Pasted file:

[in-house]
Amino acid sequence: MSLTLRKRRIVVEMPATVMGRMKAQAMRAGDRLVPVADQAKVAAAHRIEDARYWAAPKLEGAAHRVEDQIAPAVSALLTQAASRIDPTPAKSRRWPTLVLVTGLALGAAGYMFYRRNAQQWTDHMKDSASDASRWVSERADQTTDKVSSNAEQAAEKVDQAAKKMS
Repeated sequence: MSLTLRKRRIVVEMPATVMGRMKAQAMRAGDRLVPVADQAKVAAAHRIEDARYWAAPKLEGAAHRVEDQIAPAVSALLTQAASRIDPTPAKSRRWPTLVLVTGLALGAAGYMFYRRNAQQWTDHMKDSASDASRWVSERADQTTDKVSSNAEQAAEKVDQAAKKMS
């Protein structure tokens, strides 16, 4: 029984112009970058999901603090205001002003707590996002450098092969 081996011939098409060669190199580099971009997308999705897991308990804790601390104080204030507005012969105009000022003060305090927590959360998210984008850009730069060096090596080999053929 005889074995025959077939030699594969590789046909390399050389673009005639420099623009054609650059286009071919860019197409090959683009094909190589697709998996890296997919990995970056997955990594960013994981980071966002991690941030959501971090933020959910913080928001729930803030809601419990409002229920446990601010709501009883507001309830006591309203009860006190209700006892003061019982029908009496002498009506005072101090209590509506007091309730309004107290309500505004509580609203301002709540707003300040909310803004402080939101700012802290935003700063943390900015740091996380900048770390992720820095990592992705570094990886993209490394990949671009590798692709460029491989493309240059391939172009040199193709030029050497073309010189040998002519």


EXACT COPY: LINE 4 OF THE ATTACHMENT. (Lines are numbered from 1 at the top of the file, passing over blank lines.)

């Protein structure tokens, strides 16, 4: 029984112009970058999901603090205001002003707590996002450098092969 081996011939098409060669190199580099971009997308999705897991308990804790601390104080204030507005012969105009000022003060305090927590959360998210984008850009730069060096090596080999053929 005889074995025959077939030699594969590789046909390399050389673009005639420099623009054609650059286009071919860019197409090959683009094909190589697709998996890296997919990995970056997955990594960013994981980071966002991690941030959501971090933020959910913080928001729930803030809601419990409002229920446990601010709501009883507001309830006591309203009860006190209700006892003061019982029908009496002498009506005072101090209590509506007091309730309004107290309500505004509580609203301002709540707003300040909310803004402080939101700012802290935003700063943390900015740091996380900048770390992720820095990592992705570094990886993209490394990949671009590798692709460029491989493309240059391939172009040199193709030029050497073309010189040998002519």